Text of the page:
- 176: The nature of philosophy does not warrant the existence of conflicting philosophical 'parties'.
- 177: The conflict between rationalists and empiricists.
- 179: Our own logical empiricism to be distinguished from positivism.
- 180: We reject Hume's psychological, as opposed to his logical, doctrines.
- 182: Realism and Idealism.
- 183: To say that a thing exists is not to say that it is actually being perceived.
- 186: Things as permanent possibilities of sensation.
- 187: What is perceived is not necessarily mental.
- 190: What exists need not necessarily be thought of.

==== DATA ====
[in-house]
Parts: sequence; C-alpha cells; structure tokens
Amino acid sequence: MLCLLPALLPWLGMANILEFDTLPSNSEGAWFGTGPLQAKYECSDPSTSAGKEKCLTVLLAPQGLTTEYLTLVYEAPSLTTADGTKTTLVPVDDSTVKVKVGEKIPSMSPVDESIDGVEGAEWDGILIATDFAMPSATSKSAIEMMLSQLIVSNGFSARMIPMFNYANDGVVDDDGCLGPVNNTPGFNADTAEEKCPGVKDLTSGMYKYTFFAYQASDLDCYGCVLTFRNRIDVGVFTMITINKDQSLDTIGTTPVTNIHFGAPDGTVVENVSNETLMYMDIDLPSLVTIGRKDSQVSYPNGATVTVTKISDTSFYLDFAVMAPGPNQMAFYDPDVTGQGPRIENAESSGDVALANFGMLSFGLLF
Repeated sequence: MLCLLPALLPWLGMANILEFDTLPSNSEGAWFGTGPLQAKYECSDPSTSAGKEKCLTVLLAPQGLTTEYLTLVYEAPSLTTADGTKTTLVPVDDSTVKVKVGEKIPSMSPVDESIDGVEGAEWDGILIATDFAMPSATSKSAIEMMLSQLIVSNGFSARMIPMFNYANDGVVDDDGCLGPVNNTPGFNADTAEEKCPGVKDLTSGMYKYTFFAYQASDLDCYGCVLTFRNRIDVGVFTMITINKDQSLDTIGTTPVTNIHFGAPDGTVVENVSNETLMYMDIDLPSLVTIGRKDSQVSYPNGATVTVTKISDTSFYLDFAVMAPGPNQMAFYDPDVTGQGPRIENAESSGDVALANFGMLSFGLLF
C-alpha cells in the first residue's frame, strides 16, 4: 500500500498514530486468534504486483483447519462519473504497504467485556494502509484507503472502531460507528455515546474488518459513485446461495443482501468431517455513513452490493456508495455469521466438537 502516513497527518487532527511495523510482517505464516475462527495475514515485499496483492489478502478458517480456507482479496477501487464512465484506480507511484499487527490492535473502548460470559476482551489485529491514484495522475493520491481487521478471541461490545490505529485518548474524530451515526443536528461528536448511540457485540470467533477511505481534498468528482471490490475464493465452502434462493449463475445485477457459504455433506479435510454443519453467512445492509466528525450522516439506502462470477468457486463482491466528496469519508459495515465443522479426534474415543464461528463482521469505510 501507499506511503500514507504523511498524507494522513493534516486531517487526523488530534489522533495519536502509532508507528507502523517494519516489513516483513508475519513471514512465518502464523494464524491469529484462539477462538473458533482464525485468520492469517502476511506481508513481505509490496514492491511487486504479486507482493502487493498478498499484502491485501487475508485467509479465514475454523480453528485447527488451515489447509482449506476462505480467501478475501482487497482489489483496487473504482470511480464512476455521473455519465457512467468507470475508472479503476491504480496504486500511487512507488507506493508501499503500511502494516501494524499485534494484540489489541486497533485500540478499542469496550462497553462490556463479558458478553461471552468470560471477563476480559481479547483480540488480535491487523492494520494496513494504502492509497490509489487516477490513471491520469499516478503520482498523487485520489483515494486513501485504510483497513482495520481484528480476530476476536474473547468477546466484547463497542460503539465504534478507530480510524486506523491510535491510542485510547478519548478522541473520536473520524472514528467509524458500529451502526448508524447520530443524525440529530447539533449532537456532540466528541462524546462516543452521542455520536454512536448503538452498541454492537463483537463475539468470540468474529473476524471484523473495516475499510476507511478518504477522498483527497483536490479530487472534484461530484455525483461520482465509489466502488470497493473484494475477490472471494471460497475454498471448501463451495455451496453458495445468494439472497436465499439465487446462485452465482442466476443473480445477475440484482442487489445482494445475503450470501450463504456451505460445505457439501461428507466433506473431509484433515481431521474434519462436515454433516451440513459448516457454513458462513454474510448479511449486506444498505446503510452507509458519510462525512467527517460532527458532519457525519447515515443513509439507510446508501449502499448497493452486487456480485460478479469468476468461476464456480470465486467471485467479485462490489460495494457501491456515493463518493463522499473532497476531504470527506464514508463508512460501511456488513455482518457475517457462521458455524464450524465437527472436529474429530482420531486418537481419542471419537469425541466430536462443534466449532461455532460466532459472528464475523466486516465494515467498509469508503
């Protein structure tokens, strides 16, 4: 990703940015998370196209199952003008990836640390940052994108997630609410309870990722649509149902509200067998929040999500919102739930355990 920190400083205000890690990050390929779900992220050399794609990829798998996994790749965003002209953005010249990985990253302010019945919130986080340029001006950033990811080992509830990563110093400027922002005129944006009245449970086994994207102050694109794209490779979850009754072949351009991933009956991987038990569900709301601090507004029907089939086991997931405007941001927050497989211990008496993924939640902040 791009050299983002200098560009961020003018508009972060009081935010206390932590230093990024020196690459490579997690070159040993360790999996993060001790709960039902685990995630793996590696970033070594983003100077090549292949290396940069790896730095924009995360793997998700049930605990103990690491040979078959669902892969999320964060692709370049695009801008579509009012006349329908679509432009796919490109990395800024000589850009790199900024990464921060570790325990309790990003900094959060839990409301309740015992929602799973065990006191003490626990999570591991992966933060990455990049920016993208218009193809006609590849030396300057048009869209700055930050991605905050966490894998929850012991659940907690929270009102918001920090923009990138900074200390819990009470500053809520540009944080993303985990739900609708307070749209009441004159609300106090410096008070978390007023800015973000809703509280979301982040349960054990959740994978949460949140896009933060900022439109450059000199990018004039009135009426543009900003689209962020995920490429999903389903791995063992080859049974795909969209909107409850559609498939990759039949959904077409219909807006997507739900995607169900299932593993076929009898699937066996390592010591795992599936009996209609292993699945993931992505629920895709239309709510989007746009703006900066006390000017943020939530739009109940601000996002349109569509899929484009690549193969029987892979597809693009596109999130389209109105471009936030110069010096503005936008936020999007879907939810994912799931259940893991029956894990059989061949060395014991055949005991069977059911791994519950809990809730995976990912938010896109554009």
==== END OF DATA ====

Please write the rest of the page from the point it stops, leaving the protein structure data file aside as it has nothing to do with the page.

- 190: Nor what is thought of exist.
- 191: Empirical grounds for supposing that things may exist unperceived.
- 193: Monism and Pluralism.
- 193: Monistic fallacy that all a thing's properties are constitutive of is nature.
- 196: Illustrates the danger of expressing linguistic propositions in factual terminology.
- 197: Causality2 not a logical relation.
- 199: Empirical evidence against the monist's view that every event is causally connected with every other.
- 200: The unity of science.
- 200: Philosophy as the logic of science.
Footnote 1: These headings were helpfully supplied by Ayer on pp. 37-40 of the 1971 Pelican edition. The numbers refer to the pages in that edition.
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